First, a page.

Bloomberg Anywhere Remote Login Bloomberg Terminal Demo Request


Connecting decision makers to a dynamic network of information, people and ideas, Bloomberg quickly and accurately delivers business and financial information, news and insight around the world.


Financial Products

Enterprise Products


Customer Support

  • Americas

    +1 212 318 2000

  • Europe, Middle East, & Africa

    +44 20 7330 7500

  • Asia Pacific

    +65 6212 1000


Industry Products

Media Services

Follow Us

Hard to Predict Rate Boost Chances, Bank of China’s Li Says

China’s inflation may remain under control this year, making it difficult to predict whether the central bank will need to increase interest rates, Bank of China Ltd. President Li Lihui said.

The world’s second-largest economy is in “steady mode” and is rebounding, Li said in an interview in Beijing, where he’s attending the annual session of the National People’s Congress, the country’s legislature.

Retail sales and industrial output had their weakest combined start to a year since the global recession in 2009, data published yesterday showed, adding to signs of a moderating rebound. A separate report showed inflation, distorted by a week-long holiday, was the fastest in 10 months in February. The government is targeting economic growth of 7.5 percent, the same goal as last year, when actual expansion slowed to 7.8 percent, the lowest since 1999.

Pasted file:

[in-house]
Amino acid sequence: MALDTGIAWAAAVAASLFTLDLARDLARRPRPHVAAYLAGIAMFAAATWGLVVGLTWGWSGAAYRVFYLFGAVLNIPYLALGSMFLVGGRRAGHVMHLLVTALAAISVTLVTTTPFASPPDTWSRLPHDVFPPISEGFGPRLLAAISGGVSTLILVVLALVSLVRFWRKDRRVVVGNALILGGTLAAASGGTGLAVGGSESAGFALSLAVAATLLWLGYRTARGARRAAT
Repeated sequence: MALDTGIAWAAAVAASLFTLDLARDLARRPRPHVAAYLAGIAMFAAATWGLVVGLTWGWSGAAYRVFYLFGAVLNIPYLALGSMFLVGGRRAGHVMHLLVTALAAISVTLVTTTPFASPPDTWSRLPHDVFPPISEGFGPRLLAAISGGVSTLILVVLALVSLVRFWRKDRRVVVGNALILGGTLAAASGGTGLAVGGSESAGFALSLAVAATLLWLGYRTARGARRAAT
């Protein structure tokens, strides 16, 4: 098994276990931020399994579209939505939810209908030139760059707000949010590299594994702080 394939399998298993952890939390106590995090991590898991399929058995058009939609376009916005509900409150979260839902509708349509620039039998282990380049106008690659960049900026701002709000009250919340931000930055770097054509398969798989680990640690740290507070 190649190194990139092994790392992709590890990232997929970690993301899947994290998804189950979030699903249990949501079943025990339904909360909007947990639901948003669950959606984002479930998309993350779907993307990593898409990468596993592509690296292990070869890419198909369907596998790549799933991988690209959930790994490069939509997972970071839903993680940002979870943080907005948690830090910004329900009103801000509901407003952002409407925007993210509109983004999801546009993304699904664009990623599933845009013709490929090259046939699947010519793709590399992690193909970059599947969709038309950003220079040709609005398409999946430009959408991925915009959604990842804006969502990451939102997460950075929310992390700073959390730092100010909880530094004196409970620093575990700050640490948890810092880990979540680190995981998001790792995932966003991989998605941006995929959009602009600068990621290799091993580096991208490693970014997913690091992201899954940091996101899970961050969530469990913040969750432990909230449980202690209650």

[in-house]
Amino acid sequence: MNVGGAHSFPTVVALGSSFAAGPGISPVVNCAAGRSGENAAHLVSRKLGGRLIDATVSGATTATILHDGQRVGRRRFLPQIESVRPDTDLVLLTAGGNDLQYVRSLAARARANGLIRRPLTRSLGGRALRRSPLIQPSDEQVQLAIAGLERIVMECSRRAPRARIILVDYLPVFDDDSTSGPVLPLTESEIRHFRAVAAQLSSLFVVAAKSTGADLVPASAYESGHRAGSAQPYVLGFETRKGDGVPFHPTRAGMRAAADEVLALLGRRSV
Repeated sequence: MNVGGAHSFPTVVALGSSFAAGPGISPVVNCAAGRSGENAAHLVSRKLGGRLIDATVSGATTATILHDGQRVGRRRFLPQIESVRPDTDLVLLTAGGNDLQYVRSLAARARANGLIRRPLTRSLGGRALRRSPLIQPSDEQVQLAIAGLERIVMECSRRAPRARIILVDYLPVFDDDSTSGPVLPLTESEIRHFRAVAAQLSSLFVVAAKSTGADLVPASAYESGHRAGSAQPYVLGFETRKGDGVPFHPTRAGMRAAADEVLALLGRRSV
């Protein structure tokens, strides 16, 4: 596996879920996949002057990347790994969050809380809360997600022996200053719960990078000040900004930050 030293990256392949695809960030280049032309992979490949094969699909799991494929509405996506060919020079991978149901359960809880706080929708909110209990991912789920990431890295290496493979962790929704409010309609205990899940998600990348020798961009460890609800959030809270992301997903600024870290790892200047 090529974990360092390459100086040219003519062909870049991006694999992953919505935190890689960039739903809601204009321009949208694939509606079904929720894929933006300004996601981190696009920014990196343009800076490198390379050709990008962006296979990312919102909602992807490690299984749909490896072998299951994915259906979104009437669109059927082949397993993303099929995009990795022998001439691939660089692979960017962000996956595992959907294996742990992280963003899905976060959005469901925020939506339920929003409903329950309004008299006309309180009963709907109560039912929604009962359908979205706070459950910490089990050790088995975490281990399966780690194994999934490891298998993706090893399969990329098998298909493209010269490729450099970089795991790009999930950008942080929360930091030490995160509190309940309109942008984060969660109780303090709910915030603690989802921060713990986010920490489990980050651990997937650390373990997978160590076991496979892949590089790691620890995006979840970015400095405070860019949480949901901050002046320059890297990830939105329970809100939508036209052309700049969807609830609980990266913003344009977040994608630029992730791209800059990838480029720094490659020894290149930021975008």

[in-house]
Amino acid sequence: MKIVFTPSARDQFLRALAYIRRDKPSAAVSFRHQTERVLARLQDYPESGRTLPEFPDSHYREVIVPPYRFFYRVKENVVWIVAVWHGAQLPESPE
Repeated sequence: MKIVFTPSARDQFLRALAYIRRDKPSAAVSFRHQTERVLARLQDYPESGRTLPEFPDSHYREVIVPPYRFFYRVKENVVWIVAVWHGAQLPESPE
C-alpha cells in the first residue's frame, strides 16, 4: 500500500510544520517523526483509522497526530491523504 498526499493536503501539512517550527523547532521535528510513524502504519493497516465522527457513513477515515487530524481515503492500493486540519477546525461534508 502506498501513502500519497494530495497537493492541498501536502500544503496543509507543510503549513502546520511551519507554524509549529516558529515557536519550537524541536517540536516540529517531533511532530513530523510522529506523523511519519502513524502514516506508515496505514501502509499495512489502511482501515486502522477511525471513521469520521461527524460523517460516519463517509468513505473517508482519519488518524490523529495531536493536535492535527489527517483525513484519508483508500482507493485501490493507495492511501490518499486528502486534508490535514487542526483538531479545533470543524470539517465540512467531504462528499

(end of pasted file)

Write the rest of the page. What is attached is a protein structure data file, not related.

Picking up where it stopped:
“CPI will still be controlled relatively well this year,” Li said. “Our projection is that it can be controlled at around 3 percent. Under this scenario, it’s hard to say at this point whether the central bank will need to raise interest rates.”

Loan growth in the country may be similar to last year, Li said, even as Chinese companies reduce dependence on financing from bank loans by turning to bond sales and other methods of raising funding. Larger banks will have an advantage as the process opens up new lines of business, he said.

“We can provide capital market services to our customers, helping them to raise funds on the capital markets, such as selling bonds, short-term notes or shares” he said. “Financial disintermediation will prompt banks to transform their businesses and innovate.”

Please upgrade your Browser

Your browser is out-of-date. Please download one of these excellent browsers:

Chrome, Firefox, Safari, Opera or Internet Explorer.